2018 MLB Draft Target: Ethan Hankins, RHP

There hasn’t been a player eligible for the 2018 draft that’s experienced a roller coaster ride quite like Georgia high school righty, Ethan Hankins.  The long, lean flamethrower spent last summer on the showcase circuit making some of the top hitters in the country look rather foolish.  His fastball was touching 97-98 mph with heavy arm-side run.  His breaking ball was flashing above average to plus.  He showed out for Team USA and had become the unanimous top high school player in the country.  There was even chatter that he could be the first high school righty to ever go 1st overall.  Then came the Spring.

Things seemed to be going great until the morning of February 17th.  Hankins took the mound early that day but after 15 pitches he was removed for precautionary reasons while feeling some discomfort in his throwing shoulder.  Fortunately for Hankins, it seems that he only had a muscle issue that flared up that only required physical therapy and rest.  With a clean MRI, Hankins was able to pitch in a couple of scouting showcases at the end of the season.  When he returned, the velocity was back (for the most part), but his secondary pitches and command were lagging behind.

Shown below are Hankins’ best pitches:

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A plus to double plus fastball that sits in the mid-90s, and can reach 97 mph.  Hankins has very good command of this pitch even though it features so much run.  This is Hankins’ best pitch, perhaps the best fastball in the draft.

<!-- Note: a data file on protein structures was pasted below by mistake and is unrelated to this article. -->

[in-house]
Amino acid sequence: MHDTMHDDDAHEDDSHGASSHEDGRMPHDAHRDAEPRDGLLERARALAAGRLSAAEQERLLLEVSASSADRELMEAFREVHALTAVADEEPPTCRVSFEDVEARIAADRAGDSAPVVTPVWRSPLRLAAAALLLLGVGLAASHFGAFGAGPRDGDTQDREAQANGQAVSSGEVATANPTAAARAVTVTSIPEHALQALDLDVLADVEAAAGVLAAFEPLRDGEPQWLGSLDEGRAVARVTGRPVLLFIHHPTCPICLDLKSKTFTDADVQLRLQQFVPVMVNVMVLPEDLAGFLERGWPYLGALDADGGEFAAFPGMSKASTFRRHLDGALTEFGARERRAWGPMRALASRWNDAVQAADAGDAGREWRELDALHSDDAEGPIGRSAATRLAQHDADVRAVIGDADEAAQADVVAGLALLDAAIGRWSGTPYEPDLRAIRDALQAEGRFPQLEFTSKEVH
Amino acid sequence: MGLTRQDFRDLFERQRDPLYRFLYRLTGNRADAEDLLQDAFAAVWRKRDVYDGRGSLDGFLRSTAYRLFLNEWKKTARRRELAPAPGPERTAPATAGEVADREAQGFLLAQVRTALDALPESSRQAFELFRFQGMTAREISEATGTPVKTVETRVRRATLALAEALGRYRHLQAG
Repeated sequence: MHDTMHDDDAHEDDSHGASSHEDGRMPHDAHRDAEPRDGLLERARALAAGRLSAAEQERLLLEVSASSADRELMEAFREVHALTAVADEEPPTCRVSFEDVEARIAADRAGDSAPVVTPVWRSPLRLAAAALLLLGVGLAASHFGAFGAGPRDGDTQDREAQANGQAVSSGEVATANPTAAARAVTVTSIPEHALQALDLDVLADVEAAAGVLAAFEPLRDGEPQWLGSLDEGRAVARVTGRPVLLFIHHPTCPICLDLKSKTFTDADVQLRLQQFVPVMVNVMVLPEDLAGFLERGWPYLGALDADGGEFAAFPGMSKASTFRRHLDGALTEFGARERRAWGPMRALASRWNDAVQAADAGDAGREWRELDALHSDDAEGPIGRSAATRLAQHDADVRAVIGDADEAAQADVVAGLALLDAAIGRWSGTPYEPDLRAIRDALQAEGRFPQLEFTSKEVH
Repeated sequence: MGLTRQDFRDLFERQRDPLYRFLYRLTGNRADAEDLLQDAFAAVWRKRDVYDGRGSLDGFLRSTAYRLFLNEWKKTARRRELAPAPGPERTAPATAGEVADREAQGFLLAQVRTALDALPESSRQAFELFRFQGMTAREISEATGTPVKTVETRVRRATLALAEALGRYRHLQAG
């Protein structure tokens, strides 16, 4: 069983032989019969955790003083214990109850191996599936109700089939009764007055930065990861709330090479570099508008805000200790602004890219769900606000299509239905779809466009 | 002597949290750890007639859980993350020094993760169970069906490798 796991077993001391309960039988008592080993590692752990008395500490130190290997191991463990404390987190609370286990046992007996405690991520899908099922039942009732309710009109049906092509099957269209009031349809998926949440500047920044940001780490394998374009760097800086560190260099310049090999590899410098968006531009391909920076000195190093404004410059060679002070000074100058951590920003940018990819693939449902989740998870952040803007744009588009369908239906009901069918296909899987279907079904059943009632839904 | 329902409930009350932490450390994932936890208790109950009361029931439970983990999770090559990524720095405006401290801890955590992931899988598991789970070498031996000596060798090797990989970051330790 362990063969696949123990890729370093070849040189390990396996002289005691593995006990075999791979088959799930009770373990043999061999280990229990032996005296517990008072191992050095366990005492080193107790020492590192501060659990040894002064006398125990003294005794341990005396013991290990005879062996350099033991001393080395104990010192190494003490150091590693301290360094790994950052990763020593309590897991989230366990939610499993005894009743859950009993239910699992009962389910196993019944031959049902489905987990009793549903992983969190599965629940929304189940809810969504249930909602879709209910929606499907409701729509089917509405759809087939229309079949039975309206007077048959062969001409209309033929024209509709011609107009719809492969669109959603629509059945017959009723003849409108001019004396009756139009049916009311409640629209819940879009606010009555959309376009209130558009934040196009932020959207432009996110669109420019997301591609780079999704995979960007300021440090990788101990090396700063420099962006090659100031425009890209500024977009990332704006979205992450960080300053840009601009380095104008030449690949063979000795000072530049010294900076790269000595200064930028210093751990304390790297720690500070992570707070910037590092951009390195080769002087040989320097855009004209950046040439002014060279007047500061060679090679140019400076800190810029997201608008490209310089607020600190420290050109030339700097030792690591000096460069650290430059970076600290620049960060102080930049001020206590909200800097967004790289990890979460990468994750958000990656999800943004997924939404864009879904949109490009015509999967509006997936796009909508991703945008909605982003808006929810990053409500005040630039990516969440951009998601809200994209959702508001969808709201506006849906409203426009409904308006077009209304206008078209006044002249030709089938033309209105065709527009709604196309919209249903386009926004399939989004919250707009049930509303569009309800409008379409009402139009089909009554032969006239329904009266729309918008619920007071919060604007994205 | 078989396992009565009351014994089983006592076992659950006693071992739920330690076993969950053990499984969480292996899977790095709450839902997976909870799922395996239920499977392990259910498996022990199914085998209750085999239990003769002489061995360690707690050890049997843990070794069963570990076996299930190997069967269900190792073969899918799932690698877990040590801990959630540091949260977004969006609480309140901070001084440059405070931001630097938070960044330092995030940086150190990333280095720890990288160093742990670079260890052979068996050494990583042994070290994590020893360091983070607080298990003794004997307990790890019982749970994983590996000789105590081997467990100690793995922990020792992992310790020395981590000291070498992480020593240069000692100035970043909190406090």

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Hankins featured this nasty breaker last summer for Team USA and in the Perfect Game All-American Classic as well.  The ball is thrown with intent and features sharp, late break and is throw in the low to mid-70s.  When Hankins is right, this pitch grades out as a plus pitch as well.

Hankins’ arsenal also includes a developing change-up that could someday be a major league average pitch.  For now, it lags behind the rest of his stuff.  The arm action is smooth and easy from the 3/4 slot, though the delivery could use some cleaning up.  Even though he’s an exceptional athlete, Hankins doesn’t do a great job of repeating his mechanics.  If he can gain some hip mobility and add some strength to his lower half and core, it could help him accomplish this.

Hankins doesn’t appear to be a candidate to opt for college over professional baseball.  Most sites claim there isn’t a very realistic chance that he signs with Vanderbilt.  That said, premium high school talent isn’t cheap and his velocity and upside probably means he’s not a below slot candidate.  There’s not a very high likelihood that the Royals will spend the 18th overall pick on Hankins, and I’m not sure he will last until their next pick at 33.  It is worth noting that aside from the health and durability questions, I’ve read there may also be some maturity concerns.  Whether that be physical maturity or concerns about his make up, I won’t speculate.

Regardless, Hankins has one of the highest cielings in this draft.  He’s young for the class, he has an excellent frame to build on (6 ft. 6 in.), the pure stuff is some of the best available and he has very good command for a high school player.  Whoever drafts Hankins will be a club that believes the shoulder issue was a fluke and the stuff will make a full comeback in short order.

Photo Credits: Brian Paglia

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